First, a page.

Given that the maximum objectives of the blessing of second marriages and of homosexual couples appear to be out of reach, this “strategy” would consist of opening loopholes that could be expanded later, naturally while affirming in words that there is no intention to change anything about doctrine. [Creeping incrementalism.]
These loopholes would be, for example, the “particular cases” illustrated by the innovators, knowing very well that they would by no means remain isolated cases.
Another clever stratagem would be that of presenting the changes as a solution “of balance” between the impatience, on one side, of those who would like divorce and homosexual marriage right away, and on the other the rigorism devoid of mercy of the discipline of the Catholic Church on marriage. [Which is, of course, a canard. The Church’s present process is not devoid of mercy. But… note what is going on here. What we will see is that the circle around Kasper, Marx and the Germans, will begin to approach their opponents (defenders of marriage and natural sex) with offers of “compromise”. “Can’t we work together? Can’t we find a way through this impasse?” You are allowed to imagine the voice of the late Christopher Lee as Saruman.]
Yet another loophole would be that, already in use in many places, of giving communion to the divorced and remarried and to all couples outside of marriage, without even waiting for any decision on this matter on the part of the synod and the pope. [This is a serious problem. The expectations have been raised, especially by the MSM and catholic media. Expectations were raised before Humanae vitae. Liberals revolted when they didn’t get their way. That’ll happen again, because bishops don’t have any fight in them these days.]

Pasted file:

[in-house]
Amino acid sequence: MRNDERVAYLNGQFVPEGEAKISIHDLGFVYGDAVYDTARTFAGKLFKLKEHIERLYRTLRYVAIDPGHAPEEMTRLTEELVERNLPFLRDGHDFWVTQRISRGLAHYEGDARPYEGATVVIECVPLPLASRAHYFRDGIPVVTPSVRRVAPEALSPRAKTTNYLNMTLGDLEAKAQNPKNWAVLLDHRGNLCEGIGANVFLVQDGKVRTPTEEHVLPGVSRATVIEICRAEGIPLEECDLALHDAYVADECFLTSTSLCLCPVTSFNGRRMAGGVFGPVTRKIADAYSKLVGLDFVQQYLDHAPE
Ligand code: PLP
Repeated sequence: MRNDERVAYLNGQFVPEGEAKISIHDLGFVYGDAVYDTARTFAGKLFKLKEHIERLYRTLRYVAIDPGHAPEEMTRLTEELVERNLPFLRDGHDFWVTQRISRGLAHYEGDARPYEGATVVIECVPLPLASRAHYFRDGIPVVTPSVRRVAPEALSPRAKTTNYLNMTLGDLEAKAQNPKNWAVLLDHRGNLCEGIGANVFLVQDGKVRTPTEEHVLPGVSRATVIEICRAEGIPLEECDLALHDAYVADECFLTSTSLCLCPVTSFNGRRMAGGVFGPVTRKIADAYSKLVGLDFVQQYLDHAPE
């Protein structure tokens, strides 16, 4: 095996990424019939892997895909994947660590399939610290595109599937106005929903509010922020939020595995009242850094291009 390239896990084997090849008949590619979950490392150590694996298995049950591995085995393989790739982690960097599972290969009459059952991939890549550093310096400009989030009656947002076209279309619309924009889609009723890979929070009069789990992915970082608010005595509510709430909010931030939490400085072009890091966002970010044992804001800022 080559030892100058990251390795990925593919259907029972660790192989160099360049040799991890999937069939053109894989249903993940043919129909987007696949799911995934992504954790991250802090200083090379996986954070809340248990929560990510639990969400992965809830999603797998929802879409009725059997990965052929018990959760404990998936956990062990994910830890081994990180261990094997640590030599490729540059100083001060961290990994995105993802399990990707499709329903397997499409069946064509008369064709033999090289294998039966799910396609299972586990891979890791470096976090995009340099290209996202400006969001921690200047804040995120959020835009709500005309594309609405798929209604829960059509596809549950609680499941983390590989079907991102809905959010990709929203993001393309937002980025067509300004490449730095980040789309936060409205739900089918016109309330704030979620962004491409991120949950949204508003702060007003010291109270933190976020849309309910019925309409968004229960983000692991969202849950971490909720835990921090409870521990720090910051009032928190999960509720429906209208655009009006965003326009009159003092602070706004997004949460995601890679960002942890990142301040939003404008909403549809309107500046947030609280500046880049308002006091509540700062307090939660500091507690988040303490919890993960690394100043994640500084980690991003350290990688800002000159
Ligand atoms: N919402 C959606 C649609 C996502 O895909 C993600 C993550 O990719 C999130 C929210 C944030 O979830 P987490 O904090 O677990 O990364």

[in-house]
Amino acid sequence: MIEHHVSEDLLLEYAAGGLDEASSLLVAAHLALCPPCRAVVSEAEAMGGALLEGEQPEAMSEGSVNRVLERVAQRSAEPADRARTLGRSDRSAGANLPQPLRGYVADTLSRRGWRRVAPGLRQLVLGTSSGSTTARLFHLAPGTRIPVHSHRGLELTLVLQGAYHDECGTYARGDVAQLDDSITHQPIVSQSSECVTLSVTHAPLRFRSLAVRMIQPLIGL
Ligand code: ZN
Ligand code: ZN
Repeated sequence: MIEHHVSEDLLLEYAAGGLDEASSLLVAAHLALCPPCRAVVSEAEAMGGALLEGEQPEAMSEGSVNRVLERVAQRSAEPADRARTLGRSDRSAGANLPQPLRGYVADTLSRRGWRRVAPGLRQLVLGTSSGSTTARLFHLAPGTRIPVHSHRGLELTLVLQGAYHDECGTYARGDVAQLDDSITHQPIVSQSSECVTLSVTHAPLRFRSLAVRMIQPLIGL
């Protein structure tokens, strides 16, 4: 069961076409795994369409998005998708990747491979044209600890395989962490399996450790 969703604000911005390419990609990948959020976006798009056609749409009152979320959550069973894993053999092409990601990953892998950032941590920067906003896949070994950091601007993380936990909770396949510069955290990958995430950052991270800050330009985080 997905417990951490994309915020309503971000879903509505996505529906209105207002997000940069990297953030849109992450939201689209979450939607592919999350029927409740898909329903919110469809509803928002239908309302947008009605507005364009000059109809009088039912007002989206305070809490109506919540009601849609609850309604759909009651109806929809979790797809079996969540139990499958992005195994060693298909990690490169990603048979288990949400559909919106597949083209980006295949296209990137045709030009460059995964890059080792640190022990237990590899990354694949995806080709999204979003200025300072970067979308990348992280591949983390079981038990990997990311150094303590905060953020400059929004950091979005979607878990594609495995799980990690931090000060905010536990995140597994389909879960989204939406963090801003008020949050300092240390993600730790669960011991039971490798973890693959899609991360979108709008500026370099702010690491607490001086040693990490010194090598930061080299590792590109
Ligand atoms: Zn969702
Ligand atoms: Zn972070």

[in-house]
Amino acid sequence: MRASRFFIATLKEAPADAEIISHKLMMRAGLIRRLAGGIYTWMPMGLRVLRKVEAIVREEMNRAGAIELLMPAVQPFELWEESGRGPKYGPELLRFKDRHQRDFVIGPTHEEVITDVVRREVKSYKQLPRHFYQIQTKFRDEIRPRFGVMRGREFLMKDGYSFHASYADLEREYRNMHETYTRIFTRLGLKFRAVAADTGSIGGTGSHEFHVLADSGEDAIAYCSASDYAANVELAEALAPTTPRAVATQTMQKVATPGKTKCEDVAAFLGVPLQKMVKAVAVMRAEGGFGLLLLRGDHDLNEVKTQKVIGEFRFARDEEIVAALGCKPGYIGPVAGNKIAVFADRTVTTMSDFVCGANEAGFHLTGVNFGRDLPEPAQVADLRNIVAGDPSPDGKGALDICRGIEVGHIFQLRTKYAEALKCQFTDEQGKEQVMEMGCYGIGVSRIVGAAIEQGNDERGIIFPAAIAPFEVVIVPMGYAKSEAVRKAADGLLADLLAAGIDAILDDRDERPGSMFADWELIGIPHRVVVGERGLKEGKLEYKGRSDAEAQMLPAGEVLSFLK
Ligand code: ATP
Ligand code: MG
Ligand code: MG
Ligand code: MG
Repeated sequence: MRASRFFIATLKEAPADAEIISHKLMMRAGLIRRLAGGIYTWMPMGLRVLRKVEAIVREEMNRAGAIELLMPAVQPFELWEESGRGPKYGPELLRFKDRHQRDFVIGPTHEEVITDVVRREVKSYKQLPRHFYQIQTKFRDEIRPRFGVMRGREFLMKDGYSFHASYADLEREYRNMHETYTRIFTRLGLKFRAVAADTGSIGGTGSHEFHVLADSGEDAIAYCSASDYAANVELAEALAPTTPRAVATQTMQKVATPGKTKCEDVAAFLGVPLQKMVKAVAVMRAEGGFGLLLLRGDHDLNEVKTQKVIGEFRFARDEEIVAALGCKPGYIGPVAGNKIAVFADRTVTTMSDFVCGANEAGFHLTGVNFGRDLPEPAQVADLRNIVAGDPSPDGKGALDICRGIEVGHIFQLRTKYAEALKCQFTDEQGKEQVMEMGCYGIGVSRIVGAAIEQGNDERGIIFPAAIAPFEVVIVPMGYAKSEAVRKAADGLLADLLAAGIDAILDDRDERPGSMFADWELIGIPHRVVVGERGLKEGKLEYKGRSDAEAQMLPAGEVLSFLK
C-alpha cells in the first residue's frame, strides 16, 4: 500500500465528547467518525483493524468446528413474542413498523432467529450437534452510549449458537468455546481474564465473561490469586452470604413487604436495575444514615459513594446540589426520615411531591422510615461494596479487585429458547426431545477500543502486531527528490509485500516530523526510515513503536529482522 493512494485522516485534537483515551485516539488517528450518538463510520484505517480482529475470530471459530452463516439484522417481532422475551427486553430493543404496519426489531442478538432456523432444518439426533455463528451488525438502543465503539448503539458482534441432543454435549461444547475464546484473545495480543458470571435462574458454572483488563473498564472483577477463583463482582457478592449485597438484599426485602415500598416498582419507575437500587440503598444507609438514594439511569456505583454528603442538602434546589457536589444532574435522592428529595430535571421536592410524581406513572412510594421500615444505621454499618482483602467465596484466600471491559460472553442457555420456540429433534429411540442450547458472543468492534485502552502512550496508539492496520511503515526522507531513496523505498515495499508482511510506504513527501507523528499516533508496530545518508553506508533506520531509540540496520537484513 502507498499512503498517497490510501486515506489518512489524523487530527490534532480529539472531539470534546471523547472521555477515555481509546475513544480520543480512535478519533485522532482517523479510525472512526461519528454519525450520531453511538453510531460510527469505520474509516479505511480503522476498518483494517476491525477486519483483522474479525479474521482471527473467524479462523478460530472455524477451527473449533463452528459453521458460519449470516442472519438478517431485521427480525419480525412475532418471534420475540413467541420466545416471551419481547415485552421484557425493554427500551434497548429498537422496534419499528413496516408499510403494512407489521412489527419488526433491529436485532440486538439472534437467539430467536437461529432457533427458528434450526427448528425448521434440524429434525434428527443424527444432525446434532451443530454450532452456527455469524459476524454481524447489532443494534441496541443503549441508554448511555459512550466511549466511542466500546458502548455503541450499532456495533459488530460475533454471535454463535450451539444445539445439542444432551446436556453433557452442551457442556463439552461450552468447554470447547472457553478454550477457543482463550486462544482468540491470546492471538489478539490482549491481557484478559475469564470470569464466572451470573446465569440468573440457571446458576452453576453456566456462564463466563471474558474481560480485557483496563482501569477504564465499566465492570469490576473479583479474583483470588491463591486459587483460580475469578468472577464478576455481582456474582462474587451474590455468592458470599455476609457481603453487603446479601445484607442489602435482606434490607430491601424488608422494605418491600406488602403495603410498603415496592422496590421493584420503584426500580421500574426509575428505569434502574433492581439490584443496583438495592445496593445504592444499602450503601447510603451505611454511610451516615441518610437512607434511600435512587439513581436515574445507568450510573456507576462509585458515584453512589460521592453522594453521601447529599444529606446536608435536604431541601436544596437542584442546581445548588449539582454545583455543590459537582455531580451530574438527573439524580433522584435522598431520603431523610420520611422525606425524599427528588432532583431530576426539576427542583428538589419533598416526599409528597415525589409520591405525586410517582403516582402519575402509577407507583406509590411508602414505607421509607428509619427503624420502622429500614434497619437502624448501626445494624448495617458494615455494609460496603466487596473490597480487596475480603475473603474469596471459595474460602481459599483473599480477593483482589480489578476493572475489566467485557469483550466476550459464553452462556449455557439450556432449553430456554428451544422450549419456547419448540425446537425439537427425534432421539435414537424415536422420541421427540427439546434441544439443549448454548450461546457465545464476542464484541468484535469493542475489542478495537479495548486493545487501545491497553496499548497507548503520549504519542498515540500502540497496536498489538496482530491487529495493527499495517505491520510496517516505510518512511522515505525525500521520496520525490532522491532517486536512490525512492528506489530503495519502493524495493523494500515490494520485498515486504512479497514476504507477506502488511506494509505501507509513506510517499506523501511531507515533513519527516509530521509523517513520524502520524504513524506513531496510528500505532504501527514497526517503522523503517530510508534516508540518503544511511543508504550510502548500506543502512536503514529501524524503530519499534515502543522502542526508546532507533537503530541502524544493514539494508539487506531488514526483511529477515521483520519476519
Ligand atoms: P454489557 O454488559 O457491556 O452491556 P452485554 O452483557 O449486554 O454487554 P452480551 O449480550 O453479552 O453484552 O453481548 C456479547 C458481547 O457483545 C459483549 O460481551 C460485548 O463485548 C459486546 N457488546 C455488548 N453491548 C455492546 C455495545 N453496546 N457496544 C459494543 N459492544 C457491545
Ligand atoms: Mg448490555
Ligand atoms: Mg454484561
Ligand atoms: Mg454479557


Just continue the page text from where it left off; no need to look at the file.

Moreover, Professor Ade [This guy is smart!] warned against the “Trojan horses” adopted by the innovators, like that of always attributing a positive value to all relationships of life in common outside of marriage, or that of considering indissolubility as an “ideal” that cannot always be attained by everyone, or yet again of the use of new language that ends up changing the reality. [Brilliant. This is something I harped about for years while I was writing my “What Does The Prayer Really Say?” column for The Wanderer. Lex orandi – Lex credendi. If you change the way we pray, you change what we believe. Change the words of the prayers of Mass, and you change what people believe. Never forget that the Latin prayers were changed, not just the translation.]
Ade’s talk was highly appreciated by the bishops and cardinals present. So much so that there are traces of it in the final statement, where it says that “we must begin from the faith, reaffirm it and live it for the sake of evangelizing cultures in depth,” taking care not to adopt or legitimize “the language of the movements that are fighting for the destruction of the family.”
In a major six-page interview released during these same days in France in the magazine “Famille Chrétienne,” Cardinal Sarah said among other things:
“At the synod next October we will address, I hope, the question of marriage in an entirely positive manner, seeking to promote the family and the values that it bears. The African bishops will act to support that which God asks of man concerning the family, and to receive that which the Church has always taught.”
“Why should we think that only the Western vision of man, of the world, of society is good, just, universal? The Church must fight to say no to this new colonization.” [Fantastic. Watch the nithings at Fishwrap blow an artery. Card. Sarah is suggesting that we should be – GASP! – culture warriors!]
The title of the interview as it appears on the newsstand states:
“Whether we are listened to or not, we will speak.”
The meeting in Accra is proof that the coalition of African bishops will be a real player at the synod. As never before.
The final statement of the meeting in Accra, in French:
And the relation of Edouard Ade:
> Les attendus du Synode sur la Famille